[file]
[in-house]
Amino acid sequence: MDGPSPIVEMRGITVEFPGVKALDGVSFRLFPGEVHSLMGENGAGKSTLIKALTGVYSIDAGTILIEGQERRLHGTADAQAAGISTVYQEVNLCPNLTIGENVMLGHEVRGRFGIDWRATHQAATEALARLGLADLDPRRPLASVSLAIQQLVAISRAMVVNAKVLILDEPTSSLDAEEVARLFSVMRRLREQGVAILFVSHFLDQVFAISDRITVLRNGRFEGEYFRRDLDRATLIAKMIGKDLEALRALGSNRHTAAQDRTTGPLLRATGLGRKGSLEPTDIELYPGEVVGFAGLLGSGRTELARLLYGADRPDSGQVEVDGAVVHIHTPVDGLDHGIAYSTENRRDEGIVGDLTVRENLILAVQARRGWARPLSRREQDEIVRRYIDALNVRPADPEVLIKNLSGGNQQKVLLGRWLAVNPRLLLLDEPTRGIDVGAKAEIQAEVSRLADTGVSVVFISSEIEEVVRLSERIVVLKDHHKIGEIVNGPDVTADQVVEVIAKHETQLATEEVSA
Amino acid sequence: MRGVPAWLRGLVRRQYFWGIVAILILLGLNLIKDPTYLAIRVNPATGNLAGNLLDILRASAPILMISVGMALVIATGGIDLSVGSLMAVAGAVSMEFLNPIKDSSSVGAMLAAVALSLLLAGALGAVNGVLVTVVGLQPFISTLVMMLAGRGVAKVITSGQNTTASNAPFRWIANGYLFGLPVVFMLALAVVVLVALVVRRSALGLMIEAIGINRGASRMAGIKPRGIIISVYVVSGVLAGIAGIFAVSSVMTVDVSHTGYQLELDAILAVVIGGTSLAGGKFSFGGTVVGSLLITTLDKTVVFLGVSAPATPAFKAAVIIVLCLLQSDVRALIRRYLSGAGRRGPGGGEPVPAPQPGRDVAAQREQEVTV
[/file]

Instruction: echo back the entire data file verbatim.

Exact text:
[in-house]
Amino acid sequence: MDGPSPIVEMRGITVEFPGVKALDGVSFRLFPGEVHSLMGENGAGKSTLIKALTGVYSIDAGTILIEGQERRLHGTADAQAAGISTVYQEVNLCPNLTIGENVMLGHEVRGRFGIDWRATHQAATEALARLGLADLDPRRPLASVSLAIQQLVAISRAMVVNAKVLILDEPTSSLDAEEVARLFSVMRRLREQGVAILFVSHFLDQVFAISDRITVLRNGRFEGEYFRRDLDRATLIAKMIGKDLEALRALGSNRHTAAQDRTTGPLLRATGLGRKGSLEPTDIELYPGEVVGFAGLLGSGRTELARLLYGADRPDSGQVEVDGAVVHIHTPVDGLDHGIAYSTENRRDEGIVGDLTVRENLILAVQARRGWARPLSRREQDEIVRRYIDALNVRPADPEVLIKNLSGGNQQKVLLGRWLAVNPRLLLLDEPTRGIDVGAKAEIQAEVSRLADTGVSVVFISSEIEEVVRLSERIVVLKDHHKIGEIVNGPDVTADQVVEVIAKHETQLATEEVSA
Amino acid sequence: MRGVPAWLRGLVRRQYFWGIVAILILLGLNLIKDPTYLAIRVNPATGNLAGNLLDILRASAPILMISVGMALVIATGGIDLSVGSLMAVAGAVSMEFLNPIKDSSSVGAMLAAVALSLLLAGALGAVNGVLVTVVGLQPFISTLVMMLAGRGVAKVITSGQNTTASNAPFRWIANGYLFGLPVVFMLALAVVVLVALVVRRSALGLMIEAIGINRGASRMAGIKPRGIIISVYVVSGVLAGIAGIFAVSSVMTVDVSHTGYQLELDAILAVVIGGTSLAGGKFSFGGTVVGSLLITTLDKTVVFLGVSAPATPAFKAAVIIVLCLLQSDVRALIRRYLSGAGRRGPGGGEPVPAPQPGRDVAAQREQEVTV